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DECENTRALIZING CORRUPTION

Primum non nocere

This document analyses the impact of the decentralization law adopted by the Romanian Government in November 2013, as well as how it affects the fight against corruption. The authors focused on the relevance of the provisions in the context of the Cooperation and Verification Mechanism and offered recommendations on how to avoid or limit corruption risks in the local government.

Authors: Elena Calistru and Codru Vrabie November 2013

DECENTRALIZING CORRUPTION
On October 29, the Ministry of Regional Development and Public Administration (MRDPA) published its project on the decentralization of certain competences. Four NGOs requested a public debate on the draft law and after an open letter signed by 16 NGOs, MRDPA organized a public debate on the 12th of November. However, the debate did not fully respect the requirements of the transparency law (52/2003) and the Government decided to pass the law by engaging responsibility against a non-confidence vote, a week later. Thus, in three weeks, the Government passed a law that can have tremendously negative effects on the fight against corruption in Romania, especially in its local public administration.

THE RELEVANCE OF DECENTRALIZATION FOR THE CVM


The law, as passed by the Government, together with other legislative amendments passed within the last 6-7 months, strongly affect the objective to take further measures to prevent and fight corruption, in particular within the local government (Benchmark 4). The key objective that Romania needed to address with a view to fulfillment of this benchmark was to establish an effective strategic, proactive and preventive approach to reducing corruption, to minimize the risk of corruption occurring and to detect irregularities when they happen. This Benchmark also provided for the follow up of horizontal corruption-prone sectors, such as public procurement, as well as the law enforcement response. However, the decentralization law together with two major legislative changes occurred this summer (re-organization of the National Agency for Fiscal Administration (NAFA) and the changes operated on the competences of the General Anticorruption Directorate (GAD) and the National Anticorruption Directorate (NAD) create gaps in the control mechanisms related to corruption within the local government. This is likely to translate into a more frequent and wider-spread presence of systemic corruption and, horizontally, into larger risks in the management of local public funds.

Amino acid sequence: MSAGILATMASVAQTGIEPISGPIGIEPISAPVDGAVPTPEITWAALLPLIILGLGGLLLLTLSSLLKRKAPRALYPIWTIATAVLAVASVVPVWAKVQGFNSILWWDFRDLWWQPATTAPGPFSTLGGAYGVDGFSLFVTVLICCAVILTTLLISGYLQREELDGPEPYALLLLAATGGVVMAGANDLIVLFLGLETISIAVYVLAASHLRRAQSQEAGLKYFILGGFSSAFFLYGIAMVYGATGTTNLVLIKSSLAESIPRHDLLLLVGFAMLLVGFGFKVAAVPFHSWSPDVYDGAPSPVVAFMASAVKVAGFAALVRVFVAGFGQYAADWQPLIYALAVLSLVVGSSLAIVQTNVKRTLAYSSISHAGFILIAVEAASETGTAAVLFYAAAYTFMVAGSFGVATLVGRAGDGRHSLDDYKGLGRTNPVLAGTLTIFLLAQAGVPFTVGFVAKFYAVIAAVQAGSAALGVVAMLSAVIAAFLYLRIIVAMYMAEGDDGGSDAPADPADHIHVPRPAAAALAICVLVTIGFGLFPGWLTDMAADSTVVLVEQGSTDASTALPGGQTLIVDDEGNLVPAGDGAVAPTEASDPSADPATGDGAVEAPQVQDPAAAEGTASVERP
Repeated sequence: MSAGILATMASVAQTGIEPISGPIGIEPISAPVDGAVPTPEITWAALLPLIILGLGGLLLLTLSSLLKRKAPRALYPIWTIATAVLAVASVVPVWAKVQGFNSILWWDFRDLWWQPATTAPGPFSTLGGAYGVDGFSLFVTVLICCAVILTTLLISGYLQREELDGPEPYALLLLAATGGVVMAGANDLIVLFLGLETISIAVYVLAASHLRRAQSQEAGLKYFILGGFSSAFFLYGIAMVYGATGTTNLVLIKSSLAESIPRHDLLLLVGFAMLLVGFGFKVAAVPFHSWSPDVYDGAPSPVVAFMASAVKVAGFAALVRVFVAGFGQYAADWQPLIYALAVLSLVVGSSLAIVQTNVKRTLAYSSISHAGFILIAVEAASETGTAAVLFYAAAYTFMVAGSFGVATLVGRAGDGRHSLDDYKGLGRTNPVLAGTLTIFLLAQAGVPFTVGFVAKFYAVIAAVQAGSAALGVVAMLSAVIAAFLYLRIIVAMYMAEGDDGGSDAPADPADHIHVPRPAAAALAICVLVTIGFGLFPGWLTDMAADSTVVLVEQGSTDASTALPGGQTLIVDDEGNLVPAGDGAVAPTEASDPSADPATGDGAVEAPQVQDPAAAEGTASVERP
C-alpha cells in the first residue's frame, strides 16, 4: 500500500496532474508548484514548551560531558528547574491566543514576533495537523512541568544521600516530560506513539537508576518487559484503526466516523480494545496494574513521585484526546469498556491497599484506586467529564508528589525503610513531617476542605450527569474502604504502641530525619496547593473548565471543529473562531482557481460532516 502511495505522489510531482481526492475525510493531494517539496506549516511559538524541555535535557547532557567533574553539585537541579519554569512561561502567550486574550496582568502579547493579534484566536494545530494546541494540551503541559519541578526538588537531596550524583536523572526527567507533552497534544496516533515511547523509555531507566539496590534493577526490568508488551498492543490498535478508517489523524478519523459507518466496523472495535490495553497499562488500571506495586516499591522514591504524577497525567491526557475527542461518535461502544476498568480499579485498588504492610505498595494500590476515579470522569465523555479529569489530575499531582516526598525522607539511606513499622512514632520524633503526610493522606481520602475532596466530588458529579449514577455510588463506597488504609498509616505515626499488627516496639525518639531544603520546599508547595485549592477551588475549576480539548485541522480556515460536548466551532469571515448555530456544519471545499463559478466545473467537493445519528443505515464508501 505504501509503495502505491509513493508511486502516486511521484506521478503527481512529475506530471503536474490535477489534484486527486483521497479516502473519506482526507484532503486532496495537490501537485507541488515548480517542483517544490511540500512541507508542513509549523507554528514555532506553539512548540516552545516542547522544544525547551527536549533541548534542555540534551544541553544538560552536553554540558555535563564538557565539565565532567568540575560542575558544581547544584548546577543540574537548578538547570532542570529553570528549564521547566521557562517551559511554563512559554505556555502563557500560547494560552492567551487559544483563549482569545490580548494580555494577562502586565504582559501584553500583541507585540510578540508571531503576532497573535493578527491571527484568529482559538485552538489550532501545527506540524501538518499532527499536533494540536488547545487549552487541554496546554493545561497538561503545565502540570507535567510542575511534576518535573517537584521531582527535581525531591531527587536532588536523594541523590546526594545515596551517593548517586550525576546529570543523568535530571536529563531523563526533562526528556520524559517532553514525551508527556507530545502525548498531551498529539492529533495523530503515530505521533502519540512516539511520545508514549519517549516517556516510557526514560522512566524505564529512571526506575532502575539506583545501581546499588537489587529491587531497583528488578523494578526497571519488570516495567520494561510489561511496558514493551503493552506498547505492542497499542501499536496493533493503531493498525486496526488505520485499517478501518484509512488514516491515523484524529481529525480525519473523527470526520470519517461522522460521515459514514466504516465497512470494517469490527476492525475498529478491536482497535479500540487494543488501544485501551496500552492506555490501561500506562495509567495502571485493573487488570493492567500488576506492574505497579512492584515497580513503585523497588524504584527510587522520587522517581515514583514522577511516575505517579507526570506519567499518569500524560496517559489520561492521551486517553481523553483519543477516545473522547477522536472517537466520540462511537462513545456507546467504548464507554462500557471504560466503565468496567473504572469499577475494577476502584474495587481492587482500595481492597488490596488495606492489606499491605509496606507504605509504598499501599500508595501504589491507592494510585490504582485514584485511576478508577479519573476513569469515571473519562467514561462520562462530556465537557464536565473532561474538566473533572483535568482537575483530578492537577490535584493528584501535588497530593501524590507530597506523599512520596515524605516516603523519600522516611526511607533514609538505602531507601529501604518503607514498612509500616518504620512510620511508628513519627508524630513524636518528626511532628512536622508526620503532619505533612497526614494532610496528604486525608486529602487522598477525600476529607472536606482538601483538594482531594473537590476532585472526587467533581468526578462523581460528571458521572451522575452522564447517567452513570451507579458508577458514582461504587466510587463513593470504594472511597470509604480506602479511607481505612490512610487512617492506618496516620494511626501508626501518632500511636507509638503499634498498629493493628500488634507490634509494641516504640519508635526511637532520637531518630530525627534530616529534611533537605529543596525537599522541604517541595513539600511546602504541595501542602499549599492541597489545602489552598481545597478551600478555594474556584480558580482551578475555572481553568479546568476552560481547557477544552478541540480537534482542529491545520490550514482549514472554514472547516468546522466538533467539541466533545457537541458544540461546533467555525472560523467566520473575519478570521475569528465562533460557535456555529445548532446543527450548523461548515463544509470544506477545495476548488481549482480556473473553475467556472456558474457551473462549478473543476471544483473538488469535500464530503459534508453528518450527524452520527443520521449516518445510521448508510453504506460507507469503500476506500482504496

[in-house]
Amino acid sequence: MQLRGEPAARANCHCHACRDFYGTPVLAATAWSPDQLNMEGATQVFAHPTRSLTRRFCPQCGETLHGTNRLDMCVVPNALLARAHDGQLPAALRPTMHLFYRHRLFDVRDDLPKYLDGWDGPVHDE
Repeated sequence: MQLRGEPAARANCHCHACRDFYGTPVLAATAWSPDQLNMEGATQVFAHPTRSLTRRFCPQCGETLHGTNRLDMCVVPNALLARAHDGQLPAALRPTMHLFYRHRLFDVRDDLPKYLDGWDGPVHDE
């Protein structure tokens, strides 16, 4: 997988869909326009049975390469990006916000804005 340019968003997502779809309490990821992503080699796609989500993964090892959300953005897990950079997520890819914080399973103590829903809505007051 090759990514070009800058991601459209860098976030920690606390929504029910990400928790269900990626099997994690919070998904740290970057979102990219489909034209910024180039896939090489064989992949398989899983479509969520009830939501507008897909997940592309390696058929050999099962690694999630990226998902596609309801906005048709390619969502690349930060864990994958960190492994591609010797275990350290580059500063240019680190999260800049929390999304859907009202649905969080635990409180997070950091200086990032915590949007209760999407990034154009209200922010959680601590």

LOCAL GOVERNANCE AND


ANTICORRUPTION IN THE NEW CONTEXT
In the analysis of the decentralization law from an anticorruption perspective, we use the strategic anticorruption cube method. The cube focuses on 3 dimensions for analysing corruption corruption catalysts (factors which favour the occurrence of corruption); methods of intervention against corruption; and instruments of state intervention.

80% of the cases of conflicts of interests and 80% of the cases of incompatibilities evaluated by NIA occurred in local government.
Source: Annual Report 2012, National Integrity Agency

Even by ignoring the content of the law (that is, leaving aside the negative effects on education, environment or heritage policies), the analysis on the cube shows that this particular choice of decentralization will not necessarily lead to an increase in the corruption supply, but it will lead to an increase in the frequency of corruption cases and it will diminish the capacity to intervene of the state in the fight against corruption.

Methods of intervention

Means of intervention

Corruption catalysts On the vertical line, decentralization affects directly the most concrete instruments of state intervention the procedures at the level of local and county councils, which will receive new responsibilities; the anticorruption institutions and regulations are not directly affected by the law. On the horizontal plane, the methods of intervention are weakened through decentralization, but we have to take a closer look to the corruption catalysts first: #1 a centralized monopoly of the state, which was easy to monitor, will be broken into more than 40 units, for which there is no monitoring capacity; #2 the decisions that were taken until now by experts at central level, on the basis of wellestablished criteria, will be taken at a local political level, on the basis of political algorithms, agreements, negotiations or other unpredictable whims (thus, increasing discretionary power); #3 the majority of decisions will be made at the level of the most opaque public institutions in Romania county council These 3 issues regarding the catalysts will effect a shift of focus for the specialized anticorruption institutions and the civil society - from the central government (where they already had well-established monitoring mechanism) to the local government (where the monitoring mechanisms are either missing or weak). This means that NAD and GAD